In the last decades, increasing international migration and travel from Latin America to Europe have favoured the emergence of tropical diseases outside their "historical" boundaries. Chagas disease, a zoonosis endemic in rural areas of Central and South America represents a clear example of this phenomenon. In the absence of the vector, one of the potential modes of transmission of Chagas disease in non-endemic regions is through blood and blood products. As most patients with Chagas disease are asymptomatic and unaware of their condition, in case of blood donation they can inadvertently represent a serious threat to the safety of the blood supply in non-endemic areas. Since the first cases of transfusion-transmitted Chagas disease were described in the last years, non-endemic countries began to develop ad hoc strategies to prevent and control the spread of the infection. United States, Spain, United Kingdom and France first recognised the need for Trypanosoma cruzi screening in at-risk blood donors. In this review, we trace an up-to-date perspective on Chagas disease, describing its peculiar features, from epidemiological, pathological, clinical and diagnostic points of view. Moreover, we describe the possible transmission of Chagas disease through blood or blood products and the current strategies for its control, focusing on non-endemic areas. PMID:26513769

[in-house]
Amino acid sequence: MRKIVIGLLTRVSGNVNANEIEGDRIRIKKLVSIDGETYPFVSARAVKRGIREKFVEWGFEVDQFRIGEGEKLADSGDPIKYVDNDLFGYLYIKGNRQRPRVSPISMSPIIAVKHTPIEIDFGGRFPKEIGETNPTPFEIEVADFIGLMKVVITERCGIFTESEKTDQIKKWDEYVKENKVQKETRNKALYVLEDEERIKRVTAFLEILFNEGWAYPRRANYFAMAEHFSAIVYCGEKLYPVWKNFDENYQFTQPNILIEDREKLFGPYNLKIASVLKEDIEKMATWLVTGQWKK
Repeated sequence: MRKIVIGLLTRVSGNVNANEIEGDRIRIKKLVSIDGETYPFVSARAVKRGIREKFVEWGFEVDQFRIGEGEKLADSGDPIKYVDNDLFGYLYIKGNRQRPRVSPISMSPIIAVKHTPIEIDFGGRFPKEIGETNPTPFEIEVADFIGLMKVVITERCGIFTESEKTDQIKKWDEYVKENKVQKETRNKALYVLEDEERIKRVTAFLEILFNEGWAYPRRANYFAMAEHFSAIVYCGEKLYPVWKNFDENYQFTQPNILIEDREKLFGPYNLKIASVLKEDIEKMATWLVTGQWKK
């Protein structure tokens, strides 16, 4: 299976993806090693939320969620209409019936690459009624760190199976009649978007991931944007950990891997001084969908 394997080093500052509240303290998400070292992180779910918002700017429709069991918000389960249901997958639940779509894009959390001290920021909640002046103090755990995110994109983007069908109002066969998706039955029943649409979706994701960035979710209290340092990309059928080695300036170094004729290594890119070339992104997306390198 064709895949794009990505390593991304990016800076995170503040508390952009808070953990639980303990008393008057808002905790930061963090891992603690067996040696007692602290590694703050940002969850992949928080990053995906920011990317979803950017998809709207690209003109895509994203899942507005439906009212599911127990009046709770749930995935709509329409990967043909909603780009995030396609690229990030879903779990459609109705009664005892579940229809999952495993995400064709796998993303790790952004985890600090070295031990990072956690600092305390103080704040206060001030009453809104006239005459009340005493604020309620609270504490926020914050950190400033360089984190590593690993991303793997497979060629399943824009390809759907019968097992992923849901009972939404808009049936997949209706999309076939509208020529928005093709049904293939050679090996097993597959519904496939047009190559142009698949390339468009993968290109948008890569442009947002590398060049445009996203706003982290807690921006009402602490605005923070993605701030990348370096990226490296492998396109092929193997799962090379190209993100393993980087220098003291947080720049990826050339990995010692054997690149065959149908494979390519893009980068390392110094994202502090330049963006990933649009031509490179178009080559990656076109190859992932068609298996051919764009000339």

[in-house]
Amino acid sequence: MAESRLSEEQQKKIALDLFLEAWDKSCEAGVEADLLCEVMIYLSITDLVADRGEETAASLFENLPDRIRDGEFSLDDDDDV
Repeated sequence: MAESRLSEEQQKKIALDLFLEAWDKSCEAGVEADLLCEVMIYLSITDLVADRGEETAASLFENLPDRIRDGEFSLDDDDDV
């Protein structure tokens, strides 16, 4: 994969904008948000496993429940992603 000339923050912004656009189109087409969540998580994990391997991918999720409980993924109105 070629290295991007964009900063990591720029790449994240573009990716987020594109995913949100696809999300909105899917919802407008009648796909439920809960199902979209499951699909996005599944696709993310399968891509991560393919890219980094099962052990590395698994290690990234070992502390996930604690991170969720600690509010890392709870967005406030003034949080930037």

19. Heart transplant recipient with history of Chagas disease and elevated panel-reactive antibodies.

    PubMed

    Davalos-Krebs, Gleidys

    2015-12-01